2020 Porsche 911 Gains Power and Mystique
Redesigned sports car adds muscle in the styling department and engine compartment
The redesigned 911 sports car is highlighted by more powerful and efficient engines as well as a new interior layout. And let’s get this out of the way: Porsche purists will rejoice that the new 911 will still offer a manual transmission; an eight-speed, dual-clutch automatic transmission is standard.
The 911’s unmistakable silhouette and rear-engine layout also remain. This sports car has rocked our tests for years, with a stirring exhaust note, sublime handling, and a relatively supple ride. We look forward to seeing if Porsche can maintain that level of performance excellence.
Here’s what we know so far about the new model.
The 911 still looks very much like a 911—a good thing for buyers resistant to change. The new Carrera’s body is now made of aluminum, and it has wider wheel housings that hold 20-inch front wheels and 21-inch in the rear. Also, the car gets wider at the front and the rear fenders, giving even the base 911 the muscular broad-shoulder look of the outgoing 911 Carrera 4 and 911 GTS models. Taking a page out of the Tesla handbook, the 911’s electronic door handles are now flush with the doors, though there is a lip to grab at the bottom. Other exterior features include standard LED headlights, and a variable-position rear spoiler.
One could surmise that Porsche knows its buyers well. The styling and configuration hasn’t changed for decades, and the tachometer remains the dominant gauge in the instrument cluster, where it has long been front-and-center. The company calls its infotainment system Porsche Communication Management (PCM), and it now comes with a larger 10.9-inch touch-screen display (up from 7.0 inches in the last model). Shared with other recent Porsche models, the standard PCM system includes Porsche Connect Plus, which provides owners with online traffic information based on swarm data. It is able to save the driver’s settings to the cloud. (A subscription is required after an initial 12-month trial period.) Apple CarPlay is standard.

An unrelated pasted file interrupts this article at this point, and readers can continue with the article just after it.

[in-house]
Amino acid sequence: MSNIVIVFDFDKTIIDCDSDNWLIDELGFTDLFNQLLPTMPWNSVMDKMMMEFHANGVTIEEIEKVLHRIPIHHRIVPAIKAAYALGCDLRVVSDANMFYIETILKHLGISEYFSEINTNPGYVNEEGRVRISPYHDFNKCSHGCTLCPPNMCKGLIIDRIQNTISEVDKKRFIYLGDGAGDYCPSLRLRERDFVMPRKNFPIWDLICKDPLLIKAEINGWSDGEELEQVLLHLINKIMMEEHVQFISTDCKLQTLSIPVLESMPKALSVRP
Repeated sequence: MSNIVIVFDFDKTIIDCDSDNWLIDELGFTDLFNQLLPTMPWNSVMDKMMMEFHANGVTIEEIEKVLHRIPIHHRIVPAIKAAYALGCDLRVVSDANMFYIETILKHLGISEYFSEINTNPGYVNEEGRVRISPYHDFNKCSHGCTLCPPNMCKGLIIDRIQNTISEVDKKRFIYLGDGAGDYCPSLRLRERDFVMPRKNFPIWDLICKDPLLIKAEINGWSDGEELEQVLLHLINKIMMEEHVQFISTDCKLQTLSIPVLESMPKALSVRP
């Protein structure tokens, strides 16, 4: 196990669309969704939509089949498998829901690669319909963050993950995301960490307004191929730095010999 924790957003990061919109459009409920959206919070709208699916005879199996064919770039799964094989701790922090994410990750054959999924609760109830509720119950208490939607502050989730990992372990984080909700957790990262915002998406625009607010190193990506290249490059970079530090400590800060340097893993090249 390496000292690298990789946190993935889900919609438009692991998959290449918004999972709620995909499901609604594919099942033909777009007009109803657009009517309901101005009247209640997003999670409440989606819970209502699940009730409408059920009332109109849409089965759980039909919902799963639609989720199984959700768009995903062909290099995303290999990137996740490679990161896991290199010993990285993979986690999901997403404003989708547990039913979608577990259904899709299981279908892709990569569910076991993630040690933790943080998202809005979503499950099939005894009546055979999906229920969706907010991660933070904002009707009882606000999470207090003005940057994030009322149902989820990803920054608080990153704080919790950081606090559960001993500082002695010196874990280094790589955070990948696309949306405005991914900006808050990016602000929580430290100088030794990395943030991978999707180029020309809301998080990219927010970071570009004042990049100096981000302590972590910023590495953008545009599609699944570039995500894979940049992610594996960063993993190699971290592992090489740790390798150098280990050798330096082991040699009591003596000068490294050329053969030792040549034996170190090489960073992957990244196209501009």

Buyers can also choose optional 18-way power sport seats that, the company claims, comes with improved lateral support. An optional Night Vision Assist feature with a "thermal imaging camera" will also be available.
In past tests of 911s, we found that the interiors had excellent fit and finish. The upright seating position provided good visibility and made the cabin a relatively comfortable place. The power seats were firm and super-supportive, as long as driver’s torsos aren’t too broad. The controls consisted of a sea of buttons, which could be daunting at first, but became more manageable over time.
The 3.0-liter six-cylinder engine of the new 911 Carrera S model produces 443 horsepower. The base model comes with 379 horsepower. Porsche says that all engines for the 911 will be turbocharged. All versions also get a standard eight-speed dual-clutch automatic transmission—likely what most people will buy—but a six-speed manual transmission will be available. We’re overjoyed that one will be available. Buyers will have the choice of rear- or all-wheel drive.
Porsche claims that the new rear-wheel-drive 911 Carrera S Coupe will sprint from 0-60 mph in just 3.5 seconds, and the 911 Carrera 4S Coupe with all-wheel drive can do it 3.4 seconds. Our last tested 911 (with the seven-speed manual and rear-wheel drive) took 4.1 seconds to reach 60 mph.
Fuel economy figures for the new 911 were not available; we measured a commendable 23 mpg overall from our last test. We also found that the last 911's handling was superb. It cornered enthusiastically, with immediate turn-in response, and it gobbled up twisty, bumpy roads at speed while remaining tied down and compliant. Track driving was even more spectacular. It felt super-grippy on our road course, yet docile and easy to control even at its high cornering limits. Also, the last tested 911 turned in among the shortest stopping distances we have ever seen, on both dry and wet surfaces.
Clearly the bar is set pretty high for the new 911—a challenge Porsche engineers have become quite familiar with over time. Finally, the 2020 911 will come with what the company calls "Wet Mode," which is a function that "detects water on the road, preconditions the stability control and antilock brake systems accordingly, and warns the driver." We don’t know if 911 drivers have a history of pushing their cars too hard in wet weather, but perhaps this will save a few crumpled bumpers and bruised egos.
The 911 has forward collision warning and automatic emergency braking. Adaptive cruise control with stop-and-go traffic capability is optional.
Every 911 CR has tested was a joy to drive. With a lusty snarl from its six-cylinder engine and handling and steering that set new precedents of precision and feedback, Porsche’s 911 is practically in a class by itself. We eagerly look forward to piloting the next one to see if the magic is sustained.